There are still only a handful of people who know the craft and one of them is Mr. Yoshio Okiyama

Mr.Yoshio Okiyama was born in Hakone, Japan in 1924. At age 12, he started making Himitsu-Bako while apprenticing with his father Mr. Yoshitaro Okiyama. Winning many awards through the years for his hand crafted boxes. Mr. Okiyama is more than 80 years old, and is a legend in Hakone Himitsu-bako. He chooses his own wood, cures it, cuts it to size, and to make a long story short does everything himself except make the Yosegi that he applies to the boxes. He is the grandson of one of the first puzzle box craftsman from Hakone. In 1994 the Association of Traditional Crafts Development of Industry in Japan commended Mr. Okiyama. Sadly, Mr. Okiyama passed away in the spring of 2003.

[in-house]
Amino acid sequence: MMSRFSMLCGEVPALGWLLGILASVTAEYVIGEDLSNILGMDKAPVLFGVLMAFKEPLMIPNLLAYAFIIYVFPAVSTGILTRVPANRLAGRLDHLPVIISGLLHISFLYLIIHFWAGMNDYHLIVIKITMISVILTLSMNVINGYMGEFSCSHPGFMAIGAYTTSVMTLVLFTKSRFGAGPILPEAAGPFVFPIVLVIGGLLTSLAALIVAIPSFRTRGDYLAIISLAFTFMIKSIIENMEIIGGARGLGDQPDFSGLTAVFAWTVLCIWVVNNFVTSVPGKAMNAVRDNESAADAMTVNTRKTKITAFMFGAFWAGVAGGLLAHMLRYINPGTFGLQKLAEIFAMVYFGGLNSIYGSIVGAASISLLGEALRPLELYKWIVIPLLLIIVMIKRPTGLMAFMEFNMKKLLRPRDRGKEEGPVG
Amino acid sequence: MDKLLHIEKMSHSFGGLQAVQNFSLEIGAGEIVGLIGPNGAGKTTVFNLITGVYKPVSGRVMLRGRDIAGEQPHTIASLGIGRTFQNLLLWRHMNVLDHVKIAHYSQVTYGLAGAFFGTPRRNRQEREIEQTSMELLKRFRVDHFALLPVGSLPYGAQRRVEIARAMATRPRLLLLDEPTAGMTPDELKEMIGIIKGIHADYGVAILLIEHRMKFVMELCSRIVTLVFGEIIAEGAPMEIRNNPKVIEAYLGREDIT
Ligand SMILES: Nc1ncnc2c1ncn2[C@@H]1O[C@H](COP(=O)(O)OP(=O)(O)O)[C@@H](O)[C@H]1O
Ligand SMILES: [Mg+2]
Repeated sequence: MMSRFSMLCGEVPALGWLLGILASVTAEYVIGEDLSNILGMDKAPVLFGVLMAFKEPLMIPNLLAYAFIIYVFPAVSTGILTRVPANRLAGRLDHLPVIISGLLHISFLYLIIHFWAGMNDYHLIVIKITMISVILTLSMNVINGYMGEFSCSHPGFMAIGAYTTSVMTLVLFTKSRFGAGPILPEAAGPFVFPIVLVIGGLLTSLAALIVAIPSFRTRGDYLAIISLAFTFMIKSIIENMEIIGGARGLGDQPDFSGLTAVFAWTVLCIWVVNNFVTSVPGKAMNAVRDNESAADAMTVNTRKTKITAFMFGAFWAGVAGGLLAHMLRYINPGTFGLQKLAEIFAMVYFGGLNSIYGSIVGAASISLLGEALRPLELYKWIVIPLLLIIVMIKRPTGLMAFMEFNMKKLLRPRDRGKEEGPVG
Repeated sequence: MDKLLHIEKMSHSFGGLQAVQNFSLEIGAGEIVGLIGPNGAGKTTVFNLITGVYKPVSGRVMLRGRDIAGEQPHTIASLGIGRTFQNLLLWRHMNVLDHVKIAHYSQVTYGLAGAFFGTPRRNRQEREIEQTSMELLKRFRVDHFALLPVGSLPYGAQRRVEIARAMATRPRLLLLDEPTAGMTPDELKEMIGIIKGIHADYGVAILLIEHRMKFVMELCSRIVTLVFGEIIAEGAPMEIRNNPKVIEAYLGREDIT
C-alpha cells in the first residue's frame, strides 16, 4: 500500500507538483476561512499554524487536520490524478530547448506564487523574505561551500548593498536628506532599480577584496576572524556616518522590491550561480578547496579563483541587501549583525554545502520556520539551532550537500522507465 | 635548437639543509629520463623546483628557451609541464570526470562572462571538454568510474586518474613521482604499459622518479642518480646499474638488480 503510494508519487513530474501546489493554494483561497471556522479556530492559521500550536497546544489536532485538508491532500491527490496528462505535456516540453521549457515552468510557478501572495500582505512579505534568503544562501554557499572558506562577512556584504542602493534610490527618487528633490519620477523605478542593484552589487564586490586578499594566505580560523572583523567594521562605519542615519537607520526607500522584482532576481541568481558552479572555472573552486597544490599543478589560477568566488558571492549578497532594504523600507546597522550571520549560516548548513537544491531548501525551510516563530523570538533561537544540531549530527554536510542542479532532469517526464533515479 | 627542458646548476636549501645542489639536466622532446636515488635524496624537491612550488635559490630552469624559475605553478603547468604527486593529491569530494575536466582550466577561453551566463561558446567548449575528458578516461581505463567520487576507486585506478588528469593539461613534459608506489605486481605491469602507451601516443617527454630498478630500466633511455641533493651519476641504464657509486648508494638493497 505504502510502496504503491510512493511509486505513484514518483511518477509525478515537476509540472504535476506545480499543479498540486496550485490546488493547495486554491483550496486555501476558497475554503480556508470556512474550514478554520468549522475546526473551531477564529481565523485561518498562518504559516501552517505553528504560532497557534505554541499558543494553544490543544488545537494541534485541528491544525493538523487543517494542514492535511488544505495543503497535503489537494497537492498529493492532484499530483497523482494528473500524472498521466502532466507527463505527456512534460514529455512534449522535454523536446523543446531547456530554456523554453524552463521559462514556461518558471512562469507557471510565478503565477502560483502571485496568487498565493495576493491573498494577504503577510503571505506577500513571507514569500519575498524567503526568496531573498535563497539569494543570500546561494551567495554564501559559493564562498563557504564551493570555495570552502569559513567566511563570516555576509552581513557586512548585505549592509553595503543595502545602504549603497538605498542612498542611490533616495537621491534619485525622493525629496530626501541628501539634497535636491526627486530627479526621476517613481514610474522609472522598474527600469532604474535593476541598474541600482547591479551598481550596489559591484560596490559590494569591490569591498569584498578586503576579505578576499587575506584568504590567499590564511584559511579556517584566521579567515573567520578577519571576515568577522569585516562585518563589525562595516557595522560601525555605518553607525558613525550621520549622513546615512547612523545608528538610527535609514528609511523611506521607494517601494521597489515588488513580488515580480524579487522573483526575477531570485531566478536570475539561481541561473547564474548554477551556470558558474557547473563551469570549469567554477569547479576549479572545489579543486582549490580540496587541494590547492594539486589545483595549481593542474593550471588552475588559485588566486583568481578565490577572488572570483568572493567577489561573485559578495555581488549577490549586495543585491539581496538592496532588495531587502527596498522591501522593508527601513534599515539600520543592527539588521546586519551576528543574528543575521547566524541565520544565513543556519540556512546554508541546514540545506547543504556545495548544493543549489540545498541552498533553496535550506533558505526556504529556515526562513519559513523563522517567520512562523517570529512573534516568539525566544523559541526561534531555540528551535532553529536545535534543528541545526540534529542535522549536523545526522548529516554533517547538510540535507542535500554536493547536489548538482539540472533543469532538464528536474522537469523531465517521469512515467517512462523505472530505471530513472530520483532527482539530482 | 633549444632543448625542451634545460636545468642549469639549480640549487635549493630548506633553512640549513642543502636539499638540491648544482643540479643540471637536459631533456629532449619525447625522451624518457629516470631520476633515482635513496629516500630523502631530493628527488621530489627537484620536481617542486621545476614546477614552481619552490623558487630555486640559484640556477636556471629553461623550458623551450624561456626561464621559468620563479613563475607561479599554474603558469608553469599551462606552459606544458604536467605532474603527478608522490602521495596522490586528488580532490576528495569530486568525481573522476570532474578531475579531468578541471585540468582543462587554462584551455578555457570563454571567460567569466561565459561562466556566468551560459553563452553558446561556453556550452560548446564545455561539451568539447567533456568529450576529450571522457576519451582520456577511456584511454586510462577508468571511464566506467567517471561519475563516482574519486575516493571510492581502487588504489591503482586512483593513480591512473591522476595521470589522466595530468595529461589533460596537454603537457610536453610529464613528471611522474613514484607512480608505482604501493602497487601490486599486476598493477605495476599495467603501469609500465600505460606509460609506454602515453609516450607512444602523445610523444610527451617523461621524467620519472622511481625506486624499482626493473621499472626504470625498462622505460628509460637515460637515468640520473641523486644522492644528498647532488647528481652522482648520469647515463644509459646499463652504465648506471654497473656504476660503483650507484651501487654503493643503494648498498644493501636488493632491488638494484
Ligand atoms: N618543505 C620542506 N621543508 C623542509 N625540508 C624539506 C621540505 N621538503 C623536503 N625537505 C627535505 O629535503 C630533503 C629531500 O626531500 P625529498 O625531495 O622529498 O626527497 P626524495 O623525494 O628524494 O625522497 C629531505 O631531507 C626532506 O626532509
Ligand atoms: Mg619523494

Summary of Mr. Okiyama's life

  • 1925 Born in Hakone, JAPAN
  • 1937 Become an apprentice of Yoshitarou Okiyama
  • 1943 Entered the army
  • 1945 Came back home
  • 1960 Successfully restarted the Okiyama Woodworking factory
  • Later, his speciality was continuing to produce Secret Boxes
  • 1978 Won a prize at Crafts Competition (Secret Box)
  • 1980 Won a prize at Crafts Competition (Trick Broach)
  • 1991 Won a prize at Crafts Competition (Unusual Secret Box)
  • 1992 Completed the 7 Sun 122 Step Secret Box
  • 1993 Recognized as a man of merit in Traditional craft industry
  • 1997 Won a prize at Crafts Competition (Unusual Secret Box 2)
  • 1998 Won a prize at Crafts Competition (Secret Box with new trick inside)
  • 2000 Acted as the Karakuri Creation Group's Chairman